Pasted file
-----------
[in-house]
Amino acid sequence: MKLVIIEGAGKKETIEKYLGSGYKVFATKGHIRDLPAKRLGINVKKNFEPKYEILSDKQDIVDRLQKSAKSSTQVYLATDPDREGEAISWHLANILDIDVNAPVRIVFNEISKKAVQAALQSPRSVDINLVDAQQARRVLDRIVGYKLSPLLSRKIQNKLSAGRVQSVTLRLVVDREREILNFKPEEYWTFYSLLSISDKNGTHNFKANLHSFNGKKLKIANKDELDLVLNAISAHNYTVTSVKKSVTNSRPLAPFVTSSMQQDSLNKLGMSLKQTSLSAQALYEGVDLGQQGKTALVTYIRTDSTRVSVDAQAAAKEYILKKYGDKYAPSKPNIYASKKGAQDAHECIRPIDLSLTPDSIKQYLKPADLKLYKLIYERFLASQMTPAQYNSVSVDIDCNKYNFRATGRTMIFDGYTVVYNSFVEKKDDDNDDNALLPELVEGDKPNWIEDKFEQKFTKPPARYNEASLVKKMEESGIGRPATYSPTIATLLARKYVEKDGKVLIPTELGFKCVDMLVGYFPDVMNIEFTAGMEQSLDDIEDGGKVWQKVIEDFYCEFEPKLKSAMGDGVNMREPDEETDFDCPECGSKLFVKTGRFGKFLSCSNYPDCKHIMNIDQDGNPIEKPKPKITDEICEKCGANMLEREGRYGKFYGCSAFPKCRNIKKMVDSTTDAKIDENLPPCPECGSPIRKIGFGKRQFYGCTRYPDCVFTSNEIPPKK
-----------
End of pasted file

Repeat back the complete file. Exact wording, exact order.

[in-house]
Amino acid sequence: MKLVIIEGAGKKETIEKYLGSGYKVFATKGHIRDLPAKRLGINVKKNFEPKYEILSDKQDIVDRLQKSAKSSTQVYLATDPDREGEAISWHLANILDIDVNAPVRIVFNEISKKAVQAALQSPRSVDINLVDAQQARRVLDRIVGYKLSPLLSRKIQNKLSAGRVQSVTLRLVVDREREILNFKPEEYWTFYSLLSISDKNGTHNFKANLHSFNGKKLKIANKDELDLVLNAISAHNYTVTSVKKSVTNSRPLAPFVTSSMQQDSLNKLGMSLKQTSLSAQALYEGVDLGQQGKTALVTYIRTDSTRVSVDAQAAAKEYILKKYGDKYAPSKPNIYASKKGAQDAHECIRPIDLSLTPDSIKQYLKPADLKLYKLIYERFLASQMTPAQYNSVSVDIDCNKYNFRATGRTMIFDGYTVVYNSFVEKKDDDNDDNALLPELVEGDKPNWIEDKFEQKFTKPPARYNEASLVKKMEESGIGRPATYSPTIATLLARKYVEKDGKVLIPTELGFKCVDMLVGYFPDVMNIEFTAGMEQSLDDIEDGGKVWQKVIEDFYCEFEPKLKSAMGDGVNMREPDEETDFDCPECGSKLFVKTGRFGKFLSCSNYPDCKHIMNIDQDGNPIEKPKPKITDEICEKCGANMLEREGRYGKFYGCSAFPKCRNIKKMVDSTTDAKIDENLPPCPECGSPIRKIGFGKRQFYGCTRYPDCVFTSNEIPPKK